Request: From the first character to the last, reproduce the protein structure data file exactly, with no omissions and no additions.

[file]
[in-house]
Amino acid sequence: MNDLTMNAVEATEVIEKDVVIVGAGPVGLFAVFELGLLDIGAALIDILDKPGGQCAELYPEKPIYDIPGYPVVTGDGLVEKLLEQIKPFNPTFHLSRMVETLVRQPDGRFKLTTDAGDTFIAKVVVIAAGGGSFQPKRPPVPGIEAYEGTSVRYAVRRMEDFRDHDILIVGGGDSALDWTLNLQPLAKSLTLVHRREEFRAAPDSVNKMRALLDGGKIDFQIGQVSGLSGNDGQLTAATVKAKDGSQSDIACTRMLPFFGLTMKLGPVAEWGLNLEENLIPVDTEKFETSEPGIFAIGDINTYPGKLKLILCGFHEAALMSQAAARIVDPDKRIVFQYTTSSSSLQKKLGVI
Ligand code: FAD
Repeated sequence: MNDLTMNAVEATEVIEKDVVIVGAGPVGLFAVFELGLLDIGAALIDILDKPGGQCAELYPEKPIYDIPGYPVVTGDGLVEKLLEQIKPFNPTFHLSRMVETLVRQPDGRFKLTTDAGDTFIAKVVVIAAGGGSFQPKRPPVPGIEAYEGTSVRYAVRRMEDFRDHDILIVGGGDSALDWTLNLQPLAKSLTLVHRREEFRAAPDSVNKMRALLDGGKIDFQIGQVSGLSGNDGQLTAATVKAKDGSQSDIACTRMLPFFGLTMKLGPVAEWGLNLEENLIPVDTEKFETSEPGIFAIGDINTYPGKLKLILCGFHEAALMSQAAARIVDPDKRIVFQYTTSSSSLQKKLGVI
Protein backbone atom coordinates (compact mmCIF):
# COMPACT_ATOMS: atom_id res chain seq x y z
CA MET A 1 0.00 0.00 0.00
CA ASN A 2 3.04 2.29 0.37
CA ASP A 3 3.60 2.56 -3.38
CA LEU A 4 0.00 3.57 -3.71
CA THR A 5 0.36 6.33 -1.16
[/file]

[in-house]
Amino acid sequence: MNDLTMNAVEATEVIEKDVVIVGAGPVGLFAVFELGLLDIGAALIDILDKPGGQCAELYPEKPIYDIPGYPVVTGDGLVEKLLEQIKPFNPTFHLSRMVETLVRQPDGRFKLTTDAGDTFIAKVVVIAAGGGSFQPKRPPVPGIEAYEGTSVRYAVRRMEDFRDHDILIVGGGDSALDWTLNLQPLAKSLTLVHRREEFRAAPDSVNKMRALLDGGKIDFQIGQVSGLSGNDGQLTAATVKAKDGSQSDIACTRMLPFFGLTMKLGPVAEWGLNLEENLIPVDTEKFETSEPGIFAIGDINTYPGKLKLILCGFHEAALMSQAAARIVDPDKRIVFQYTTSSSSLQKKLGVI
Ligand code: FAD
Repeated sequence: MNDLTMNAVEATEVIEKDVVIVGAGPVGLFAVFELGLLDIGAALIDILDKPGGQCAELYPEKPIYDIPGYPVVTGDGLVEKLLEQIKPFNPTFHLSRMVETLVRQPDGRFKLTTDAGDTFIAKVVVIAAGGGSFQPKRPPVPGIEAYEGTSVRYAVRRMEDFRDHDILIVGGGDSALDWTLNLQPLAKSLTLVHRREEFRAAPDSVNKMRALLDGGKIDFQIGQVSGLSGNDGQLTAATVKAKDGSQSDIACTRMLPFFGLTMKLGPVAEWGLNLEENLIPVDTEKFETSEPGIFAIGDINTYPGKLKLILCGFHEAALMSQAAARIVDPDKRIVFQYTTSSSSLQKKLGVI
Protein backbone atom coordinates (compact mmCIF):
# COMPACT_ATOMS: atom_id res chain seq x y z
CA MET A 1 0.00 0.00 0.00
CA ASN A 2 3.04 2.29 0.37
CA ASP A 3 3.60 2.56 -3.38
CA LEU A 4 0.00 3.57 -3.71
CA THR A 5 0.36 6.33 -1.16